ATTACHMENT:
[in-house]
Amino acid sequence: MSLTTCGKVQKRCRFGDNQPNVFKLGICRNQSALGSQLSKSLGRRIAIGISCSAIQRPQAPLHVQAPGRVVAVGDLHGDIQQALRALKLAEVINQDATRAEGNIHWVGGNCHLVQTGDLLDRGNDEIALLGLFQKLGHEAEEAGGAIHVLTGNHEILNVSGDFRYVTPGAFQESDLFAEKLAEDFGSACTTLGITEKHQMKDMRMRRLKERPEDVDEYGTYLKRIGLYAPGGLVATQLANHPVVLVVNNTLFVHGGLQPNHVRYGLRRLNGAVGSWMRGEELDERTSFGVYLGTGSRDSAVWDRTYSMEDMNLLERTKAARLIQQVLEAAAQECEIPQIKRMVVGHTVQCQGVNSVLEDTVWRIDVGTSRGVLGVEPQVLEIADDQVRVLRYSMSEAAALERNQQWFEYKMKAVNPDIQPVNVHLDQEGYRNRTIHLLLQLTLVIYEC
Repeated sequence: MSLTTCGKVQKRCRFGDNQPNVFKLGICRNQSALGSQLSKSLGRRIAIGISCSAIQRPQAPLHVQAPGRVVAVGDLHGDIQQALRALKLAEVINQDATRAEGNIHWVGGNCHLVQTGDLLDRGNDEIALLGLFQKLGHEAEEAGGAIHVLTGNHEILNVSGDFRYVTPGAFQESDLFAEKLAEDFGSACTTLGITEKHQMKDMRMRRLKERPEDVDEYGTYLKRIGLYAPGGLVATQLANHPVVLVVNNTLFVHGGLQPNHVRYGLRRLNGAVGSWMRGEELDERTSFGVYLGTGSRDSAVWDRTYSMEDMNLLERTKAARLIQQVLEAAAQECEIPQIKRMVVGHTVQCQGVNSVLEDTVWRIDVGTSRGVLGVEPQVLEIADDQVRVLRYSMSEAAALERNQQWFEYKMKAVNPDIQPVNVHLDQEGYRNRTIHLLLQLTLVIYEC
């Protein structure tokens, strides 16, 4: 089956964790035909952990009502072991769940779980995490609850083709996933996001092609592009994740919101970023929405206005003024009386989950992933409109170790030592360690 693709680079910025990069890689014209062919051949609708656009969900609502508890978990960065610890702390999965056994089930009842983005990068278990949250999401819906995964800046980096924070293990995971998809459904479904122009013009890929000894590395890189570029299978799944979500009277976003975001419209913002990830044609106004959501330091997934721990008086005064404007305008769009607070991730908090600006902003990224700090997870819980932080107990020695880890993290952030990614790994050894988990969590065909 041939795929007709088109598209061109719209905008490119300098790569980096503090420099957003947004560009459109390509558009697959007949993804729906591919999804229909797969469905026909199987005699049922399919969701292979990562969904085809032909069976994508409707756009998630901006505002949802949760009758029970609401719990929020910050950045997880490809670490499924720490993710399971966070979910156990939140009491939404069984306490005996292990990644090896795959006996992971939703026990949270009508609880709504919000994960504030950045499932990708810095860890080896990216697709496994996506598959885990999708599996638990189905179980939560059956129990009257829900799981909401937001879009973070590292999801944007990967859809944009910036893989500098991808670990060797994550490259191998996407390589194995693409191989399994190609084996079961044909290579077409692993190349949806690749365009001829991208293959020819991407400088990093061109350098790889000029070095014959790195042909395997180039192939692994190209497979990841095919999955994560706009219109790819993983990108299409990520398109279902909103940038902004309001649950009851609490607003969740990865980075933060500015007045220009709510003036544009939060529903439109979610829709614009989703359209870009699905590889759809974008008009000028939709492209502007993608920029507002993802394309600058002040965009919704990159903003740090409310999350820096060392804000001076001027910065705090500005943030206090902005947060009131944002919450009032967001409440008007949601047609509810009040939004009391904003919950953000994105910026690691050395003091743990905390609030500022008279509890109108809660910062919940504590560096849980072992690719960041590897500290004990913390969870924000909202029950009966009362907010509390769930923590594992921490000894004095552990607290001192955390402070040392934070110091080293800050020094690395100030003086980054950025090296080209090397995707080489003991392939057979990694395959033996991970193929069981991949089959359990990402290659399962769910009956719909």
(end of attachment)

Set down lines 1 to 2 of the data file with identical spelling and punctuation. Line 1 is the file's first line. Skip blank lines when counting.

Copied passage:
[in-house]
Amino acid sequence: MSLTTCGKVQKRCRFGDNQPNVFKLGICRNQSALGSQLSKSLGRRIAIGISCSAIQRPQAPLHVQAPGRVVAVGDLHGDIQQALRALKLAEVINQDATRAEGNIHWVGGNCHLVQTGDLLDRGNDEIALLGLFQKLGHEAEEAGGAIHVLTGNHEILNVSGDFRYVTPGAFQESDLFAEKLAEDFGSACTTLGITEKHQMKDMRMRRLKERPEDVDEYGTYLKRIGLYAPGGLVATQLANHPVVLVVNNTLFVHGGLQPNHVRYGLRRLNGAVGSWMRGEELDERTSFGVYLGTGSRDSAVWDRTYSMEDMNLLERTKAARLIQQVLEAAAQECEIPQIKRMVVGHTVQCQGVNSVLEDTVWRIDVGTSRGVLGVEPQVLEIADDQVRVLRYSMSEAAALERNQQWFEYKMKAVNPDIQPVNVHLDQEGYRNRTIHLLLQLTLVIYEC